Rashid Talukder

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Rashid Talukder
রশীদ তালুকদার
Born24 October 1939
Died25 October 2011(2011-10-25) (aged 72)
Dhaka, Bangladesh
Resting placeAzimpur Graveyard, Dhaka
EmployerThe Daily Ittefaq
Organizationfounder of the Bangladesh Photo Journalists' Association
Known forphotographs of Bangladesh Liberation War of 1971

Rashid Talukder (24 October 1939 – 25 October 2011)[1] was a Bangladeshi photojournalist for The Daily Ittefaq, most known for capturing some of the defining images of the genocide during the Bangladesh Liberation War of 1971.[2]

Talukder was a founder of the Bangladesh Photo Journalists' Association. He was awarded the Lifetime Achievement Award at the Chobi Mela, an international photography festival in Dhaka, in 2006, and the 2010 the 'Pioneer Photographer Award' given by National Geographic magazine.[3]

Early life and education[edit]

Born 24 October 1939 in Baj Baj, near Calcutta (now Kolkata) in Pargana (now 24 Parganas), Bengal Presidency, British India (now in West Bengal, India).[4] He developed an interest in photography while still at school, and by the time he reached class 8 in 1945, he started working in the darkroom.[2]


Talukdar started his career in 1962, as a press photographer with The Sangbad in Dhaka in the then East Pakistan.[5] After working for a few years, he joined The Daily Ittefaq, where he worked for 29 years as a photojournalist and during his career he most notably shot the Bangladesh Liberation War of 1971 against Pakistan and the photograph of Sheikh Mujibur Rahman delivering his historic speech on 7 March 1971. As he feared for his safety, many of his photographs were not published until 1993 when he was approached by The Daily Star.[2][6][7] Few photographers were able to film and publish an account of the events. Outside of Bangladesh, Horst Faas and Michel Laurent of the Associated Press won a Pulitzer Prize for Spot News Photography in 1972, which appeared in a print as "Death in Dacca".[8]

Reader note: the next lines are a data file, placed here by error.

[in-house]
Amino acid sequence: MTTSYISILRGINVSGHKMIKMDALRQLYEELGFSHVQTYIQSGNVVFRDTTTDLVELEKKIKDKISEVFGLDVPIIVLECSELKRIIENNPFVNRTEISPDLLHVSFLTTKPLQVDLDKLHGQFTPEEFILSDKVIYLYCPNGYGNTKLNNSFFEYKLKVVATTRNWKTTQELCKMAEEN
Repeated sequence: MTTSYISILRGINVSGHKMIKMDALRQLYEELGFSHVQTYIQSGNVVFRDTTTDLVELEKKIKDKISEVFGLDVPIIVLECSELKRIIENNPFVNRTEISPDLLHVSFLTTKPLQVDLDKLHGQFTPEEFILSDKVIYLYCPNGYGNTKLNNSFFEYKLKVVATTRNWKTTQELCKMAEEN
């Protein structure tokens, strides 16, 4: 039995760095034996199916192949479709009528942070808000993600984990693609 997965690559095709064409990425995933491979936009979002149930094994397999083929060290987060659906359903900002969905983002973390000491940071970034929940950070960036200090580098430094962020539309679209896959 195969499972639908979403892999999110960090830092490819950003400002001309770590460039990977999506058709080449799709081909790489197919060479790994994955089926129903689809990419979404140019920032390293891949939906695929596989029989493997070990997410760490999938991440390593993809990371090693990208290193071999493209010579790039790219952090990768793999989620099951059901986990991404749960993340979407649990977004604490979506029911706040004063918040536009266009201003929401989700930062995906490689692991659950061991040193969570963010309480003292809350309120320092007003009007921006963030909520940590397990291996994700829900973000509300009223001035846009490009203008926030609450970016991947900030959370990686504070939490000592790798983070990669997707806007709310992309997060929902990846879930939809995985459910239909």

Talukdar was the founder of the Bangladesh Photo Journalists' Association, and also a member of advisory councils of photographic organisations like Bangladesh Photographic Society.[4][6][9] In 2006, he was awarded the Lifetime Achievement Award for contributions of photography at the Chobi Mela, an international photography festival in Dhaka,[2] and in 2010 he became the first Bangladeshi photographer to have won the prestigious "Pioneer Photographer Award", part of the "All Roads Photography Programme" of National Geographic.[10]

List of notable photographs[edit]

Personal life[edit]

Talukder had a son and two daughters. He died on 25 October 2011 at a Dhaka hospital, after a brief illness at the age of 72. He was buried next to his wife at the Azimpur graveyard in Dhaka.[11]



  1. ^ "Those who passed on…". The Daily Star. 1 January 2012. Retrieved 24 August 2018.
  2. ^ a b c d "Rashid Talukder no more". The Daily Star. 26 October 2011.
  3. ^ O'Neill, Claire (30 September 2010). "Spotlight on Rashid Talukder, Pioneering Bangladeshi Photographer". NPR News. Retrieved 26 April 2013.
  4. ^ a b "Pioneer Award" (PDF) (PDF). National Geographic. 2010. Archived from the original (PDF) on 5 January 2011.
  5. ^ "Photographer Rashid Talukder dies". The New Age(Bangladesh). 26 October 2011. Archived from the original on 29 June 2013. Retrieved 26 April 2013.
  6. ^ a b "Tribute to Rashid Talukder". The Independent (Bangladesh). 25 October 2012.
  7. ^ Estrin, James (5 December 2012). "Images of Independence, Finally Free". Lens Blog. Retrieved 14 March 2021.
  8. ^ "Images of Independence, Finally Free". New York Times, Lens. 5 December 2012. Retrieved 23 April 2013.
  9. ^ a b "Lensman Rashid Talukder fights for life". bdnews24.com. 21 October 2011. Archived from the original on 23 October 2011. Retrieved 26 April 2013.
  10. ^ "Making Bangladesh proud". The Daily Star. 5 July 2010. Retrieved 14 March 2021.
  11. ^ "Rashid Talukder dead". The News Today. 26 October 2011.
  12. ^ Fenwick, Andrew (16 September 2008). "PHOTOGRAPHY: Bangladesh 1971". Metro. Retrieved 26 April 2013.
  13. ^ "Bangladesh:Where Three Dreams Cross". Right Vision News. 23 January 2010.

External links[edit]